Anonymous said...

I think "dual core" refers to the processor, not the hard drive (the usual thing one partitions). Just means that the processing goes a little more quickly and smoothly for some operations, particularly if one tends to run several complicated apps at once (multitasking, multithreading). Since I have Firefox, OpenOffice, WordPerfect, UltraEdit, and BOINC running at the moment on my desktop ;) I'm inclined to think that dual core is a Good Thing, esp. as software developers build things that take proper advantage of it. To my understanding, though, it won't particularly help with dual *boot*, which is having the ability to run more than one operating system on a given machine....
--another sharon

Another Damned Medievalist said...

Oh.. I thought that the dual core processor was what made it possible for Mac to offer the dual boot ...

Anonymous said...

I think the new-ish decision to produce Macs that use Intel chips is the direct cause. (Intel and Windows play nicely together, though Windows also runs fine on x86 chips designed by AMD.)

Meanwhile, it's been possible to dual-boot x86 machines for years. ;) Before, nothing besides Apple's own OS ran on Macs....

*eyes Mac Pro desktop*
First I want to know whether people have heat management problems with it, though, and how well it really does with Parallels and Boot Camp for game-play.

Sharon said...

skg, I probably wouldn't sit with it on my lap with bare legs. The left hand rear corner in particular gets quite hot. OTOH, my old Toshiba laptop used to blow out scorching hot air from the side vent; you didn't want that hitting bare skin either. So I don't think it's that bad. It doesn't seem to overheat so bad that it starts shutting down or anything like that.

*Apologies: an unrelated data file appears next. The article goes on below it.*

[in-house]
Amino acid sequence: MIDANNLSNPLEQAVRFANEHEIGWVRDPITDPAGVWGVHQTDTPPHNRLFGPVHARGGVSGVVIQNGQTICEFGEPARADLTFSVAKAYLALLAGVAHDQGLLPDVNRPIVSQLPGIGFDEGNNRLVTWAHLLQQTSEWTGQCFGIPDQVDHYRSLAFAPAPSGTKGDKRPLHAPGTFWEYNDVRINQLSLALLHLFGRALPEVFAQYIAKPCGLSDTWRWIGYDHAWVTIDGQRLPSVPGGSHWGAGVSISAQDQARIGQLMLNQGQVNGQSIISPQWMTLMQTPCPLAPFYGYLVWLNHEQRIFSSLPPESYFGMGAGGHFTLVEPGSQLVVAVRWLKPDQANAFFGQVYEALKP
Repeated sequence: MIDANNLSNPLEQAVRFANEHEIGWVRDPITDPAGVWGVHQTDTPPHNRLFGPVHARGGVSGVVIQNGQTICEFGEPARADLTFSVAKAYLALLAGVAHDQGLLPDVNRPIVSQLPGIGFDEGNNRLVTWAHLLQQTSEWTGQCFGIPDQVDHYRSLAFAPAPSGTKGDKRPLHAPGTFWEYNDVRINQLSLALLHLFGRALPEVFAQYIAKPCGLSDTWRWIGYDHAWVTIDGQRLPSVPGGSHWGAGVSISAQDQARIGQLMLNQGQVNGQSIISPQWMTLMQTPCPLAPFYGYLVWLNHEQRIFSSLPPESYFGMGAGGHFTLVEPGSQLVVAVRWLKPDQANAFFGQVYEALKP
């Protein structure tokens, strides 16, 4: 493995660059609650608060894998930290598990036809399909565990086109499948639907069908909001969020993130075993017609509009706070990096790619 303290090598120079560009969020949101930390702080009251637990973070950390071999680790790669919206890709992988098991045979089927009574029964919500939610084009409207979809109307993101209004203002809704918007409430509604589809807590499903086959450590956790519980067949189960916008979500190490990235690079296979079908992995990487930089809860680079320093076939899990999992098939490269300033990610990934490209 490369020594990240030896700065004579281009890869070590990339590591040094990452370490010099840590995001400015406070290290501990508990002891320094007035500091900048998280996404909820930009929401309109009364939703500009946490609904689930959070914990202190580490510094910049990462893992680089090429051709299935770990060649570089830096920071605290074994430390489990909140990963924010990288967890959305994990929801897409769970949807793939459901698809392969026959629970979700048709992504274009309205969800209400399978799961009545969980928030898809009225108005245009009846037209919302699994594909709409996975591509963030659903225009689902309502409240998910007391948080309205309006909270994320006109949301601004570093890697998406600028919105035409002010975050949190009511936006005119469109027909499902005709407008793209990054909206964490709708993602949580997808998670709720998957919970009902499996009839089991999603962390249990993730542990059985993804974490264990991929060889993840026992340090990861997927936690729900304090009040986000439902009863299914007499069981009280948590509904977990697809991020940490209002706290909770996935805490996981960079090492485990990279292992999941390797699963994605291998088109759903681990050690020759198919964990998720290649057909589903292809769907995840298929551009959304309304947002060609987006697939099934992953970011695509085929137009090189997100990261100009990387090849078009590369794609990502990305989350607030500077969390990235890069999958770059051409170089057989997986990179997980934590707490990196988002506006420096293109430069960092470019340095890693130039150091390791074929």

I'm afraid I can't report anything about the performance for playing games as I don't do that. But I have heard that Bootcamp is good. (There are quite a lot of online reviews floating around.)

Anonymous said...

@Sharon
Thanks! We have a shared MacBook at work, and it does heat up a bit. As you say, though, most laptops with decent fans have that problem. (Otherwise, I worry that they're failing to circulate air.)

I'm curious about the recent desktop version and its heat management because Apple doesn't seem to favor end-user hardware tinkering. If the power supply and fan aren't sufficient for the nifty-cool components one can configure in the tower case, stuff may melt a bit, and if D. and I invest in one, it'll probably become something of a home server.

Sorry, ADM--I've run way past the original post's pale....

Another Damned Medievalist said...

No worries -- I'm enjoying hearing more computer stuff!

Henrik said...

MacBook.


And about the computer getting hot, the whole range of apple's iBooks and MacBooks are constructed to lead away heat *through* the plastic casing of the laptop itself. So, instead of big noisy fan you tiny fan and a warm lap. But it won't burn your skin. Promise.